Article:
The Brooklyn Nets’ trampoline dunk crew brought down the house in the first game of the ACC Tournament Quarterfinals at Barclay’s Center, but in game two, they were fans in the crowd just like everyone else.

As the clock counted down to the start of play, the dunk crew rushed into the tunnel, starstruck, for the chance to meet the biggest halftime star in the business—Red Panda Chinese acrobat.

Her real name is Rong Niu, and she also goes by Krystal, but for basketball fans across the country, the five-foot, fortysomething woman is known by her stage—er court—name, Red Panda.

The act is impossible to describe for those who haven’t seen it. She rides an eight-foot unicycle around the court and flips bowls from her foot onto her head. And the crowd goes wild.

Raleigh & Company spoke to her shortly after she performed at Cameron Indoor Stadium, by phone, from her home in San Francisco. She wasn’t happy about her Duke performance.

“I dropped a bowl,” she said. Then she said in a near growl, “I hate that.”

The most common question people have for the Panda is why, followed by how.

“I’m a fourth-generation acrobat,” she explained. Her mother was a bowl flipper, as was her grandmother and great grandmother. Niu just put her own twist on it.

“In China, it’s very common,” she said, “but usually, performers flip bowls onto each other’s head. When my father saw I could flip them onto my own …”

The rest, as they say, is halftime history.

Niu started working on her unique set of skills at age seven.

“The hardest part was putting it all together,” she said.

At first, she worked on bowl flipping separately from unicycle work. That was the easy part. “I’d say that, standing on the ground, within six months, a person could get to about 90 percent accuracy catching bowls,” she said.

The bowls are custom-made.

“My father designed them,” she said. “He came up with a size and dimensions for the one I use to catch them (a bowl with a wide base that is different than the ones she flips) and the flipping bowls. He eventually found what worked and built a mold. We didn’t have a lot of money, so the first ones were made of plastic. Now I use metal.”

In her act, she catches one bowl, then two, then keeps adding bowls until she gets to five. That’s a tower of 16 bowls, balanced on the top of her skull by the end of her show. “I’d balance cinder blocks on my head (while cycling) to get used to the weight,” she said.

Finally, she was ready to put it all together, and by age 11, she hit the Chinese acrobat circuit. She quickly became a popular performer and began to travel internationally.

“While we were in the United States on a tour, I was approached by someone from Disney,” she said. They signed her up to perform at the Chinese pavilion at Epcot. All she had was an act and an outgoing personality.

“At first, I didn’t speak any English and didn’t know anyone,” she said. “But I would go out and meet with people after the show, just to shake hands with them.”

She picked up the language and eventually found a new career direction.

“I was talking to people after my show and someone gave me a business card,” she said. It was a talent scout, looking for new NBA halftime acts.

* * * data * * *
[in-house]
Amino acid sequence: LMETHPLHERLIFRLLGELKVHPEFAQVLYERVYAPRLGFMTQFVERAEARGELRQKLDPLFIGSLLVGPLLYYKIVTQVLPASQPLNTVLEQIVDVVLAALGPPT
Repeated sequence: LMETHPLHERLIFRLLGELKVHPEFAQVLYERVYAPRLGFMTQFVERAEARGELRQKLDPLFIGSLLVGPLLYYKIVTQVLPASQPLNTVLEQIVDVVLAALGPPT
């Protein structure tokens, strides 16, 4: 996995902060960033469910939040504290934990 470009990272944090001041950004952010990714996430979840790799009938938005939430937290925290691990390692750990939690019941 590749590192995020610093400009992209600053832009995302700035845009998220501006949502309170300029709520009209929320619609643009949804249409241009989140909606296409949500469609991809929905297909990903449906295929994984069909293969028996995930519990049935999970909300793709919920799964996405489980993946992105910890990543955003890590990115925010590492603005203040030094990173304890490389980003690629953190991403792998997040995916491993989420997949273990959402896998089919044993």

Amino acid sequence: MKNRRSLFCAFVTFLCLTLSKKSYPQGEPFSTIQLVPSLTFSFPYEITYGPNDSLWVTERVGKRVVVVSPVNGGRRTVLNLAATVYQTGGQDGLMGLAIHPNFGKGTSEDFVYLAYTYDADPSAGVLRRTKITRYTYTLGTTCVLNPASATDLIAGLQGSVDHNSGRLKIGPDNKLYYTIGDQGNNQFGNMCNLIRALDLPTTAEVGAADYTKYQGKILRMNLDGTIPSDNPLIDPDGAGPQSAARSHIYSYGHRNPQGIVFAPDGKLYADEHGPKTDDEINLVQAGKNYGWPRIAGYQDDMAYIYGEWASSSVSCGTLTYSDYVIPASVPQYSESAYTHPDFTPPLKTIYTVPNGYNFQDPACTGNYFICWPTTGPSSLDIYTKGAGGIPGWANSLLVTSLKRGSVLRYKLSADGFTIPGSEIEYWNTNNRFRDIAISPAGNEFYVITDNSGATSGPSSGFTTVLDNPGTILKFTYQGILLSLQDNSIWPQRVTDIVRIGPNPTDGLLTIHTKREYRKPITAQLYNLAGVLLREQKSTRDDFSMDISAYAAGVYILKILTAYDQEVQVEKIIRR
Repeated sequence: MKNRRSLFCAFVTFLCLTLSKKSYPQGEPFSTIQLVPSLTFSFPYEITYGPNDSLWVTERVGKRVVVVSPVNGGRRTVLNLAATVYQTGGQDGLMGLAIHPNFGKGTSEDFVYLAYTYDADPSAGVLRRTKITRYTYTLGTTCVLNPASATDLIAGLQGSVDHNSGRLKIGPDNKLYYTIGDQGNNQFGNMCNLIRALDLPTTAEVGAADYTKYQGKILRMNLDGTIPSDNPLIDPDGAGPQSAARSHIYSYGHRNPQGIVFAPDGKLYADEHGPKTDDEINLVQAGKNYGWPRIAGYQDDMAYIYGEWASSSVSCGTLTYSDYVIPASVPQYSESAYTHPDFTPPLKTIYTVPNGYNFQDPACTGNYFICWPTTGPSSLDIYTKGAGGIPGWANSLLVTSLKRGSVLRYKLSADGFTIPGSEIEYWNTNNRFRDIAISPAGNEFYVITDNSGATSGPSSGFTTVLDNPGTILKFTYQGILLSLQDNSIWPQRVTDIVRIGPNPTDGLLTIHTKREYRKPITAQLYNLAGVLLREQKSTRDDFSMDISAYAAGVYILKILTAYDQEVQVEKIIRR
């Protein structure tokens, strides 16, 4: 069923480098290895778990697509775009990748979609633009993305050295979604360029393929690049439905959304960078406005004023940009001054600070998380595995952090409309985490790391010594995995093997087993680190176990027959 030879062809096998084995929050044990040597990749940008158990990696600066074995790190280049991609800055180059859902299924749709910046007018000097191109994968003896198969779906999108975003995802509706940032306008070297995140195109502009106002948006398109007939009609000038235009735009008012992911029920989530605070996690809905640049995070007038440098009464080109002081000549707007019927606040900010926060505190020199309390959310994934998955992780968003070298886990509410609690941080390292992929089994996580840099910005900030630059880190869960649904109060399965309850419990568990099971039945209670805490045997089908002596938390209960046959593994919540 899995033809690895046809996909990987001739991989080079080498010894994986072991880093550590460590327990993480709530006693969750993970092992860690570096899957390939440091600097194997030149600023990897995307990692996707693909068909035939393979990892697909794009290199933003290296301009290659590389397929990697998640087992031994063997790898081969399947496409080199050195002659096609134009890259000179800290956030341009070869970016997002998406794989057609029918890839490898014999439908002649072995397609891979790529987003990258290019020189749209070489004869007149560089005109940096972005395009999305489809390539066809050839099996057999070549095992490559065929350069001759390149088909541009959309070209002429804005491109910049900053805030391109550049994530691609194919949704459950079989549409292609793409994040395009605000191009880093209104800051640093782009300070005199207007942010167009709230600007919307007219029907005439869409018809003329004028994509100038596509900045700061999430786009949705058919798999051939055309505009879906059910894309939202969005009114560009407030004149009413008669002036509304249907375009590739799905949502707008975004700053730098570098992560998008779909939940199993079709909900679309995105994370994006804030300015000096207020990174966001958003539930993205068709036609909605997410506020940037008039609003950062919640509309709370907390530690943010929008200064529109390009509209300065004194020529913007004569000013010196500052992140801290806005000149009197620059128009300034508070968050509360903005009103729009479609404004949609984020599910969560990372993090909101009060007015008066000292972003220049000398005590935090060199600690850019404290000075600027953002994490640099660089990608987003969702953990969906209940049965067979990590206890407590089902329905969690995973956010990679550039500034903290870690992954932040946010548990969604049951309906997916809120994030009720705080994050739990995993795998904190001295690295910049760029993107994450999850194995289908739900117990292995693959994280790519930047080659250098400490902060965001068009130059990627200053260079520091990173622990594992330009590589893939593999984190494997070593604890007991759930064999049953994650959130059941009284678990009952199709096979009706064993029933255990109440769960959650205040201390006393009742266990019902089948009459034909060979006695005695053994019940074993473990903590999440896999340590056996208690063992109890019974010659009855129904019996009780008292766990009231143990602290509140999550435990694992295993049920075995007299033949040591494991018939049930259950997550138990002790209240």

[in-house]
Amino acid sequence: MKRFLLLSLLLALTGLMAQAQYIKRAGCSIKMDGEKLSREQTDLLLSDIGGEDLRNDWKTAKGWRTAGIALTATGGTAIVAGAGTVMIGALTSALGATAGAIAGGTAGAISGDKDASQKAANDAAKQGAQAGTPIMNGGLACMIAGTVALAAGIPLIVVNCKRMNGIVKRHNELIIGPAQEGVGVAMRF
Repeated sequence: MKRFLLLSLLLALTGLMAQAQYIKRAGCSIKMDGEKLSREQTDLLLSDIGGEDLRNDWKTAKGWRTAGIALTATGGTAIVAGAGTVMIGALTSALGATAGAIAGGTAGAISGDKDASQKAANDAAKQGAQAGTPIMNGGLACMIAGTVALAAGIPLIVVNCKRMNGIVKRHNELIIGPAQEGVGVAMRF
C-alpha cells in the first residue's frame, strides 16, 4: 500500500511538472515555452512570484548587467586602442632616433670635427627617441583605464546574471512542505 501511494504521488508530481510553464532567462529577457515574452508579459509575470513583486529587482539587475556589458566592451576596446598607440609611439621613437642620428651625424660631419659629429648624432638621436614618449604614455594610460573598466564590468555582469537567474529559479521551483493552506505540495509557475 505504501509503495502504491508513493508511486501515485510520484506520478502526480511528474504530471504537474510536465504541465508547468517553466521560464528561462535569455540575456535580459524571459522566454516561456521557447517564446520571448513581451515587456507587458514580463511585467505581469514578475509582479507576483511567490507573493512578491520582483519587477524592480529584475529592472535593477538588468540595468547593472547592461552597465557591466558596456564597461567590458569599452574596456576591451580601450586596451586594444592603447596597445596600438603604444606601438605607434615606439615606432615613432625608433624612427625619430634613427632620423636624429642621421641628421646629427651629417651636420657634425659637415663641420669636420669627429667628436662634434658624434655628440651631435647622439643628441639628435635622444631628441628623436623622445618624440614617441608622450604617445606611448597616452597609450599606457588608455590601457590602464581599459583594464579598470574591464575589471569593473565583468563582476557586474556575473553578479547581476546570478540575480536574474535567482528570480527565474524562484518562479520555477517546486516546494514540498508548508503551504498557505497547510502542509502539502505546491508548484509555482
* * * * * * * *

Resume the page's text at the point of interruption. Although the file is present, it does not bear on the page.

“My first game was a Sacramento Kings game,” she recalled.

With many of her early bookings on the West Coast, Panda moved to San Francisco. She still returns there in between gigs during the season, although the job keeps her on the go. One venue that hired her said that she earns between $2,500 and $3,000 per gig, plus travel.

“I don’t know how many halftimes I do,” she said. “As an independent performer, it varies a great deal.”

While basketball is her bread and butter, she’s performed her act in a variety of odd venues, including the America’s Got Talent stage1

She’s also performed at baseball stadiums. The Durham Bulls put plywood down on the ballpark turf between innings to give her a flat surface on which to cycle.

“I think the strangest place I’ve done my act would have to be a hockey game,” she said. “They put a red carpet down on the ice, and I rode around on that.”

A few years ago, the number of halftimes fell to zero, as Red Panda left the circuit. Rumors ran rampant over the reason—She’d announced her retirement. She’d blown out a knee in a fall.

All of them were untrue.

“My father was sick,” she said. “So I took some time off to be with him.”

After two bouts of espophageal cancer, Niu’s father passed away in 2014, at the age of 75.

“My mother also got sick at the same time,” she recalled. Her mother passed away a short time later.

Niu spent about two years away from performing, first caring for her parents, then grieving. Finally, she returned to the hardwood for the 2015-16 season.

“I love it so much,” she said. “It doesn’t matter where I am. I don’t have a favorite arena or anything. I just love performing for a crowd.”

Like the halftime at Cameron, Red Panda missed on five bowls in her ACC Tournament performance, then nailed it on the second try to wild applause. Her personal record is six bowls, although she’s not consistent enough to go to six in the act yet.

The travel, physical demands, and, yes, danger involved with her act virtually guarantee that she won’t be able to do it forever. She has no plans to slow down anytime soon, however.

“I feel great,” she said. “I love doing it. I don’t know how long I’ll be able to do it.”

After a short pause, she laughed and added, “I think for awhile longer, though.”

  1. She made the show, then withdrew after her parents got ill.